(Roughly) Daily

“The past is a foreign country; they do things differently there”*…

 

baptism

The baptism of Christ, from The Chronology of Ancient Nations, 1307

 

Today, it is taken for granted that ‘World History’ exists. Muslims, Jews and Chinese each have their own calendars and celebrate their own New Year’s Day. But for most practical matters, including government, commerce and science, the world employs a single common calendar. Thanks to this, it is possible to readily translate dates from the Chinese calendar, or from the Roman, Greek or Mayan, into the same chronological system that underlies the histories of, say, Vietnam or Australia.

This single global calendar enables us to place events everywhere on a single timeline. Without it, temporal comparisons across cultures and traditions would be impossible. It is no exaggeration to say that this common understanding of time and our common calendar system are the keys to world history.

It was not always the case…

For most of history, different peoples, cultures and religious groups have lived according to their own calendars. Then, in the 11th century, a Persian scholar attempted to create a single, universal timeline for all humanity: “The Invention of World History.”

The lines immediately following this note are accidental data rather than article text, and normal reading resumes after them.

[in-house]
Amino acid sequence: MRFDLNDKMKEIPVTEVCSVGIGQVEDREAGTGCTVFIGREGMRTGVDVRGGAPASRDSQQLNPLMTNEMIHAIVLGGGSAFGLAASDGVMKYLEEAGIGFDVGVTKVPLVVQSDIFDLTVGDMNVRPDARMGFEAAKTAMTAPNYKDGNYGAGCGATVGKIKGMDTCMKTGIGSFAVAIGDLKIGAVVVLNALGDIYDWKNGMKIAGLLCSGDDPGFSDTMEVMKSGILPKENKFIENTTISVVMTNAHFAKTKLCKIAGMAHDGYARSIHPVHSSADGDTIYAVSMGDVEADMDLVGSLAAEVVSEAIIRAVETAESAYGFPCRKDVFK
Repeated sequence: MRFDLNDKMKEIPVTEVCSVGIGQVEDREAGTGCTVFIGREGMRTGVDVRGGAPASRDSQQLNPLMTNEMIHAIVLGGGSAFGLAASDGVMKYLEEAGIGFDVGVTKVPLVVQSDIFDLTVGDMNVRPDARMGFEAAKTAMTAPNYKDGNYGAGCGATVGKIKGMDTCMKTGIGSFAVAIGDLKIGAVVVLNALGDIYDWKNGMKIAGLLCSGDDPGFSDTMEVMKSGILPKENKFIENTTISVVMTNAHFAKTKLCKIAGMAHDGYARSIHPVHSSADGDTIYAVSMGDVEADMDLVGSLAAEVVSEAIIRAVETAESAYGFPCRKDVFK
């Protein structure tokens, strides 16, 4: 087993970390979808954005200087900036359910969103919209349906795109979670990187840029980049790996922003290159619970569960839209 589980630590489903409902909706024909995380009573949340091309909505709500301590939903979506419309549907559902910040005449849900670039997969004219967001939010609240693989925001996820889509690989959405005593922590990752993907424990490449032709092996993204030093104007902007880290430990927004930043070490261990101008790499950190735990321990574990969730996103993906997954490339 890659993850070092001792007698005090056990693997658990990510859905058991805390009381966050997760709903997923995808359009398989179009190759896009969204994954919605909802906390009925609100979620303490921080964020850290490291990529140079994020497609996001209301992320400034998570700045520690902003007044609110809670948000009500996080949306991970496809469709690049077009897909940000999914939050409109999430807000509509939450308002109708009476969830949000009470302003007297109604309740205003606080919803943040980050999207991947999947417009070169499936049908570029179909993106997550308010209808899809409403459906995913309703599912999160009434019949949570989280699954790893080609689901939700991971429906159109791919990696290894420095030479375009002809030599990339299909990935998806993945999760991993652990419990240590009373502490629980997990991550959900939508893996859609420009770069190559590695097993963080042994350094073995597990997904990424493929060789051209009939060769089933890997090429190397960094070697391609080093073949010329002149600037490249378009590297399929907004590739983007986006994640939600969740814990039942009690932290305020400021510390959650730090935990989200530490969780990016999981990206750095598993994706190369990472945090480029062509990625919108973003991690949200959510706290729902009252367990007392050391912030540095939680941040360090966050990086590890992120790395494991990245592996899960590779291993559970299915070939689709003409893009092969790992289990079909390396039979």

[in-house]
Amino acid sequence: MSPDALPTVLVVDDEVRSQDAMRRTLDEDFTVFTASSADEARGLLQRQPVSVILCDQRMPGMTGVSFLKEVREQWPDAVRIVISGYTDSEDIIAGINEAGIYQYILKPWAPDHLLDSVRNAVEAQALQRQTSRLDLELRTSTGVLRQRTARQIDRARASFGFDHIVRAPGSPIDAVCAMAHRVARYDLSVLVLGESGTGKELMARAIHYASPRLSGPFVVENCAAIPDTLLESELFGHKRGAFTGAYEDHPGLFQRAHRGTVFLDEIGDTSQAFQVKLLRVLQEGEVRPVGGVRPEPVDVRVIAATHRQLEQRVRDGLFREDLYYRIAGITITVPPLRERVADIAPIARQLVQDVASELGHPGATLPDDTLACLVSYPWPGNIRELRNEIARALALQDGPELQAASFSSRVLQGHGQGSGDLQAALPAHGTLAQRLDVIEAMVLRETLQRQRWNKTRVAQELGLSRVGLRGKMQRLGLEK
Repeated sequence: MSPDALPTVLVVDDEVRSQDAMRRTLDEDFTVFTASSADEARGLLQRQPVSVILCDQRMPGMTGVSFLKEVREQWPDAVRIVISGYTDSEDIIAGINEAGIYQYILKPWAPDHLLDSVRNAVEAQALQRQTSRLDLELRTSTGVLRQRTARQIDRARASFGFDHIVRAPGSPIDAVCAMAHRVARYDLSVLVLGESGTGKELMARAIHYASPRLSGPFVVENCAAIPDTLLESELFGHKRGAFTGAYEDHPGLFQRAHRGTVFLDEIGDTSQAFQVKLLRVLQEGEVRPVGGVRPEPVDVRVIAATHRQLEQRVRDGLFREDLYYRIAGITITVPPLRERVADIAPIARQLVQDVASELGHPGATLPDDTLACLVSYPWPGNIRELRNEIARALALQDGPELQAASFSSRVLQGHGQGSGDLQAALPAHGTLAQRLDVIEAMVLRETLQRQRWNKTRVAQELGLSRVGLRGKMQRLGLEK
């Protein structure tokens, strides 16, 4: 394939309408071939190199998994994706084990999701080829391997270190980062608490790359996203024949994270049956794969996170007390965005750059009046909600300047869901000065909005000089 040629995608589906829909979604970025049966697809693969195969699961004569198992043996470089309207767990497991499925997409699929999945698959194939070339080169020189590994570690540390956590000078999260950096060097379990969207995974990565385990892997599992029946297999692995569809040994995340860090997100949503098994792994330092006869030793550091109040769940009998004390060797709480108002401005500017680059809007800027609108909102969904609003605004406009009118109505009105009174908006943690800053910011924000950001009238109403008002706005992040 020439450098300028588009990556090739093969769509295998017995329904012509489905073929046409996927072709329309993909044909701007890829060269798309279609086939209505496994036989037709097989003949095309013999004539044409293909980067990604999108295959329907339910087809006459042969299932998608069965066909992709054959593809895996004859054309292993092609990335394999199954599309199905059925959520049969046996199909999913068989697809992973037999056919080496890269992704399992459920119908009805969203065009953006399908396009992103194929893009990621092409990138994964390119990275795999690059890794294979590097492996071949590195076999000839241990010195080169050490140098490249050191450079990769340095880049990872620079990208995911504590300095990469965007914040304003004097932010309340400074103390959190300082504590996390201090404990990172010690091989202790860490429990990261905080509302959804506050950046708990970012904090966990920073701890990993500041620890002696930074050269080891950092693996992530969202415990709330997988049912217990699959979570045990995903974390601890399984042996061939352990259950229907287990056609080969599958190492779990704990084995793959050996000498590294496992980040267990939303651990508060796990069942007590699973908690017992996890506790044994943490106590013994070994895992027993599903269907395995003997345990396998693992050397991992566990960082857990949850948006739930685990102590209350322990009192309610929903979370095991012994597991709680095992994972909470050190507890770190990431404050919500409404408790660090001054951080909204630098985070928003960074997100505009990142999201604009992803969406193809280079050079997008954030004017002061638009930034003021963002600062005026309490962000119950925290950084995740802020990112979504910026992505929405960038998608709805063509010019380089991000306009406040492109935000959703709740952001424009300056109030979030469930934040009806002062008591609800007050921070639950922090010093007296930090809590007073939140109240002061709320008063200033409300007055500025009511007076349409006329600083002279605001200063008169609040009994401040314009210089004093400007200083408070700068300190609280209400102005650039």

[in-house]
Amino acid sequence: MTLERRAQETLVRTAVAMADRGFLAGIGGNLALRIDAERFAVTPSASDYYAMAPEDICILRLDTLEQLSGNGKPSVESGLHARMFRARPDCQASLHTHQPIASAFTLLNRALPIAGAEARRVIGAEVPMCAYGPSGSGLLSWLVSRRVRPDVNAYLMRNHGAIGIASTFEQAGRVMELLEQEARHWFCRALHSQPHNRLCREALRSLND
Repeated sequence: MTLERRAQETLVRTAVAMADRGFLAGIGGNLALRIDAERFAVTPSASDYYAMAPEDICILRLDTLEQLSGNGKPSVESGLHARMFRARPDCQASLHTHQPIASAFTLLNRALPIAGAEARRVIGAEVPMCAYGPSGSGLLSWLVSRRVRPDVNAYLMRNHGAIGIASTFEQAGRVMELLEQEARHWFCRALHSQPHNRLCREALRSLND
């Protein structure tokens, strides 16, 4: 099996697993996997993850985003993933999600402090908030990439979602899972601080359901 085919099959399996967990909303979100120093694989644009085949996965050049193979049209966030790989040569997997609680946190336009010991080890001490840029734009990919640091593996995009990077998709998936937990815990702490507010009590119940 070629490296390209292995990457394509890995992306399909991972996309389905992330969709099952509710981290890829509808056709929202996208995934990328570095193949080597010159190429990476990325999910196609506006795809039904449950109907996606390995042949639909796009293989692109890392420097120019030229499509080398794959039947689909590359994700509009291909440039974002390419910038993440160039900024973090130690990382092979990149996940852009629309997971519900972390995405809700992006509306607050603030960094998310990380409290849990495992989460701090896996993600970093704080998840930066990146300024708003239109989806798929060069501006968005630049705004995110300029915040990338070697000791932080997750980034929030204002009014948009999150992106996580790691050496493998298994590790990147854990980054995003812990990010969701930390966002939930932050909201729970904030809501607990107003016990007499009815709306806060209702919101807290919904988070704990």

Then visit “the Wiki History of the Universe in 200 Words or Less.”

* L.P. Hartley, The Go-Between

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As we look to the past, we might recall that it was on this date in 1864 that Oxford mathematician and amateur photographer Rev. Charles Lutwidge Dodgson– aka Lewis Carroll– delivered a handwritten and hand-illustrated manuscript called “Alice’s Adventures Under Ground” to 10-year-old Alice Liddell.  The original (on display at the British Library) was the basis of Alice’s Adventures in Wonderland… which was published exactly one year later, on this date in 1865.

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